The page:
That’s incredibly confusing. How many people completely missed this change and gave inaccurate answers, completely by accident?
6. Avoid leading and loaded questions
Questions that lead respondents towards a certain answer due bias in their phrasing are not useful for your surveys. SurveyMonkey offers a great example of a leading question to avoid:
“We have recently upgraded SurveyMonkey’s features to become a first-class tool. What are your thoughts on the new site?”
This is a clear case of letting pride in your product get in the way of asking a good question. Instead, the neutral, “What do you think of the recent SurveyMonkey upgrades?” is better to use.
Remember to cut out language that caters to ego or contorts a respondent’s understanding of what’s being asked. To avoid loaded questions, stay away from any presupposed facts or assumptions.
A well-known example on disciplinary action with children is as follows:
“Should a smack as part of good parental correction be a criminal offence in New Zealand?”
The assumption here is that smacking a child is inherently a part of “good” parental correction, when in fact that is simply the opinion being argued. You can avoid loaded questions in your surveys by eliminating emotionally charged language that hints at preferences or assumed facts.
For the sake of this article, we’re assuming any survey you’d run to collect feedback from your customers would be genuine in that intention. Critical readers can tell whether the intention of your survey is to collect authentic insights versus building support for a cause or other purposes. When the goal is to honestly learn something, don’t risk annoying your participants (and muddying your data) with leading questions or other tactics designed to get the responses you want to see.It’s safe to assume the goal of this survey was to collect a different kind of feedback.
7. Make use of Yes/No questions
When you are asking a question that has a simple outcome, try to frame the question as a Yes/No option.
The Survey Monkey study showed that these closed-ended questions make for great starter questions because they are typically easier to evaluate and complete.
These questions can also be used to qualify the respondent with less of an ego bias, such as asking a question like, “Are you considered an expert in [blank]?” vs. “What level of expertise do you have in [blank]?”
8. Get specific and avoid assumptions
When you create questions that implicitly assume a customer is knowledgeable about something, you’re likely going to run into problems (unless you are surveying a very targeted subset of people).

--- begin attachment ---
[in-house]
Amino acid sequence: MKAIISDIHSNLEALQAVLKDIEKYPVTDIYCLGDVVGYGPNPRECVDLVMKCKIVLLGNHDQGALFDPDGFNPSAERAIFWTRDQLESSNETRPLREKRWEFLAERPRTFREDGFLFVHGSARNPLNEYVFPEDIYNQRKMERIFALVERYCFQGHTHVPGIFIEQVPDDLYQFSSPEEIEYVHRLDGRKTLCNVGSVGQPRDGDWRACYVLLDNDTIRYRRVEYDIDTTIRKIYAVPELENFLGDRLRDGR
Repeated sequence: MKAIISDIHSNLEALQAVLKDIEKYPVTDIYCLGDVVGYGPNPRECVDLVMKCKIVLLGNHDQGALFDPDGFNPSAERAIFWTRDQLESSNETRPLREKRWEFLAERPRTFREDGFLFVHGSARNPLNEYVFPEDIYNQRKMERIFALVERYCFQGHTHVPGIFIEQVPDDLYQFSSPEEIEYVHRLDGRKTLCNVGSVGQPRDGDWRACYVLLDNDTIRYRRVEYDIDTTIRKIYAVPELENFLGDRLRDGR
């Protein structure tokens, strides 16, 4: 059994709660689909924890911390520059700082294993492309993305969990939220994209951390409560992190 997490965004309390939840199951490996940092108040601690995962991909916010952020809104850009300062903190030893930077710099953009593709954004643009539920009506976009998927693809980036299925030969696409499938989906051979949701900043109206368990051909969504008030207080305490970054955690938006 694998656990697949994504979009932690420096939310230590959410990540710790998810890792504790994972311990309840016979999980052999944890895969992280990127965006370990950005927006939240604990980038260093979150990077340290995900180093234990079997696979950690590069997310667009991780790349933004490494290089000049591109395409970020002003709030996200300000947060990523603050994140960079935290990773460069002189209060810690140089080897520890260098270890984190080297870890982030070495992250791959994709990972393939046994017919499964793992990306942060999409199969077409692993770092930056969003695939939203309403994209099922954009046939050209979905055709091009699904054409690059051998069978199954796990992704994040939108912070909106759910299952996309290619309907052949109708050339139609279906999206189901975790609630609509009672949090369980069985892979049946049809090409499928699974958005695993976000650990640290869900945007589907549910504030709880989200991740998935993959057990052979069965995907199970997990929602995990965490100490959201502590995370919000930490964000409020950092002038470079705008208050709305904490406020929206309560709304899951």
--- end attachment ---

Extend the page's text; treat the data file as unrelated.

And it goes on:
One big culprit is the language and terminology you use in questions, which is why I’d recommend staying away from industry acronyms, jargon, or references.
One of the worst assumptions you can make is to assume people will answer with specific examples, or to explain their reasoning. It’s better to ask them to be specific, and let them know you welcome this sort of feedback:
“How do you feel about [blank]? Feel free to get specific; we love detailed feedback!”
9. Timing is important
Interestingly, the Survey Monkey study found the highest survey open and click-through rates occurred on Monday, Friday and Sunday respectively.
There was no discernible difference between the response quality gathered on weekdays versus weekends, either, so your best bet is to seek out survey-takers first thing during a new week or to wait for the weekend. Perhaps Monday has such high response rates because nobody feels like working.
With regard to sending frequency: Companies might conduct customer surveys once a year, or at most, once per quarter. And while that’s great, it’s not enough to keep a pulse on customer satisfaction — you don’t want to wait 90 days to find out your customer is disgruntled. Between surveys, you’ll want to keep a keen eye on your customer satisfaction ratings and other metrics. Reporting tools (such as Help Scout reports) can help you turn every conversation with a customer into a feedback session.
10. Give them a bonus
It sometimes makes sense to entice customers to take your survey: a variety of data show that incentives can increase survey response rates by 5 to 20 percent. These incentives could be a discount, a giveaway or account credit.
A valid fear is that a freebie may detract from the quality of responses, but a few studies show that this isn’t likely to be the case.
Last but not least, to ensure you don’t lose your shirt, be sure to make incentives something you can financially handle, such as an extended trial of your software for a period of time.